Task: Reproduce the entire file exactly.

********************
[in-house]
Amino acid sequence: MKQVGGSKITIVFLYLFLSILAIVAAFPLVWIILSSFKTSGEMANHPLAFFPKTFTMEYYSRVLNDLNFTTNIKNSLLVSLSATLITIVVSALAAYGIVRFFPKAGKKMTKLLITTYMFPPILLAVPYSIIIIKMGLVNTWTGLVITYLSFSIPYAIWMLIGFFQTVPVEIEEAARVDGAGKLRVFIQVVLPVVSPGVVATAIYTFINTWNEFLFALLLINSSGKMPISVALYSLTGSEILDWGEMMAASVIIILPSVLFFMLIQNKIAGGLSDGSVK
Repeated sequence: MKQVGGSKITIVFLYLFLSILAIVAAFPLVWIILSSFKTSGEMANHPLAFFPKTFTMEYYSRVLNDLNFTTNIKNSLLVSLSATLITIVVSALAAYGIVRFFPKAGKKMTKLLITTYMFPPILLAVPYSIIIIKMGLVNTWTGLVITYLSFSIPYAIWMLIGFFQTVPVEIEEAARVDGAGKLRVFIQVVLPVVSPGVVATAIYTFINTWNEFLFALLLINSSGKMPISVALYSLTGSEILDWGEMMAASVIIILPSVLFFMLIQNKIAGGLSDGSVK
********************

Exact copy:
[in-house]
Amino acid sequence: MKQVGGSKITIVFLYLFLSILAIVAAFPLVWIILSSFKTSGEMANHPLAFFPKTFTMEYYSRVLNDLNFTTNIKNSLLVSLSATLITIVVSALAAYGIVRFFPKAGKKMTKLLITTYMFPPILLAVPYSIIIIKMGLVNTWTGLVITYLSFSIPYAIWMLIGFFQTVPVEIEEAARVDGAGKLRVFIQVVLPVVSPGVVATAIYTFINTWNEFLFALLLINSSGKMPISVALYSLTGSEILDWGEMMAASVIIILPSVLFFMLIQNKIAGGLSDGSVK
Repeated sequence: MKQVGGSKITIVFLYLFLSILAIVAAFPLVWIILSSFKTSGEMANHPLAFFPKTFTMEYYSRVLNDLNFTTNIKNSLLVSLSATLITIVVSALAAYGIVRFFPKAGKKMTKLLITTYMFPPILLAVPYSIIIIKMGLVNTWTGLVITYLSFSIPYAIWMLIGFFQTVPVEIEEAARVDGAGKLRVFIQVVLPVVSPGVVATAIYTFINTWNEFLFALLLINSSGKMPISVALYSLTGSEILDWGEMMAASVIIILPSVLFFMLIQNKIAGGLSDGSVK